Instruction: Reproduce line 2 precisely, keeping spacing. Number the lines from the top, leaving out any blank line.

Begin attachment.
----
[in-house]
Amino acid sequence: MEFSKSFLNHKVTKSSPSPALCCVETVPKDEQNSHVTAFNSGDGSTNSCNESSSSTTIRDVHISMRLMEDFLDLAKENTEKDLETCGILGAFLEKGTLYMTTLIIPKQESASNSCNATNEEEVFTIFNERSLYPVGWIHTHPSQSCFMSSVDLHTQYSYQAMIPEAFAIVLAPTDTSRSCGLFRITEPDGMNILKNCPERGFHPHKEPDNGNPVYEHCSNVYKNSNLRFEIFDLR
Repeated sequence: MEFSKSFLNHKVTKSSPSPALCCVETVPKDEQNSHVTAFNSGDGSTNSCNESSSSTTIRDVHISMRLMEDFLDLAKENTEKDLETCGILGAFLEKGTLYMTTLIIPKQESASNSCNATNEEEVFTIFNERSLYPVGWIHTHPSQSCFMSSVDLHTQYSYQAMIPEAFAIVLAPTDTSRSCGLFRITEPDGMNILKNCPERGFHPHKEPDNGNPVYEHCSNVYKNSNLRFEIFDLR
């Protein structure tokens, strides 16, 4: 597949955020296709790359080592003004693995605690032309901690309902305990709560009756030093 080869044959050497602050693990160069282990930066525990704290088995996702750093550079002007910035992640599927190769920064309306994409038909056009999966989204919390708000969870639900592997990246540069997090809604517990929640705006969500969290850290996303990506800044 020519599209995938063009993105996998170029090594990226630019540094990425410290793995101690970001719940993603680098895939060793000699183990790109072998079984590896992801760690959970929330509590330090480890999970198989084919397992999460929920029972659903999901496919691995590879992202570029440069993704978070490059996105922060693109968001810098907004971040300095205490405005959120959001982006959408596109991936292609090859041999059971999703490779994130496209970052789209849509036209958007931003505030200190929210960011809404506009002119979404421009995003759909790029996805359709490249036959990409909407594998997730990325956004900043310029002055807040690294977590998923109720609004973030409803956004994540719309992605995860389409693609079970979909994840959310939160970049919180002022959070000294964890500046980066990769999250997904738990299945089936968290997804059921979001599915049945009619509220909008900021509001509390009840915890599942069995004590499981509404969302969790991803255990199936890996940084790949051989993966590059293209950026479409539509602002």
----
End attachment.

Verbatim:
Amino acid sequence: MEFSKSFLNHKVTKSSPSPALCCVETVPKDEQNSHVTAFNSGDGSTNSCNESSSSTTIRDVHISMRLMEDFLDLAKENTEKDLETCGILGAFLEKGTLYMTTLIIPKQESASNSCNATNEEEVFTIFNERSLYPVGWIHTHPSQSCFMSSVDLHTQYSYQAMIPEAFAIVLAPTDTSRSCGLFRITEPDGMNILKNCPERGFHPHKEPDNGNPVYEHCSNVYKNSNLRFEIFDLR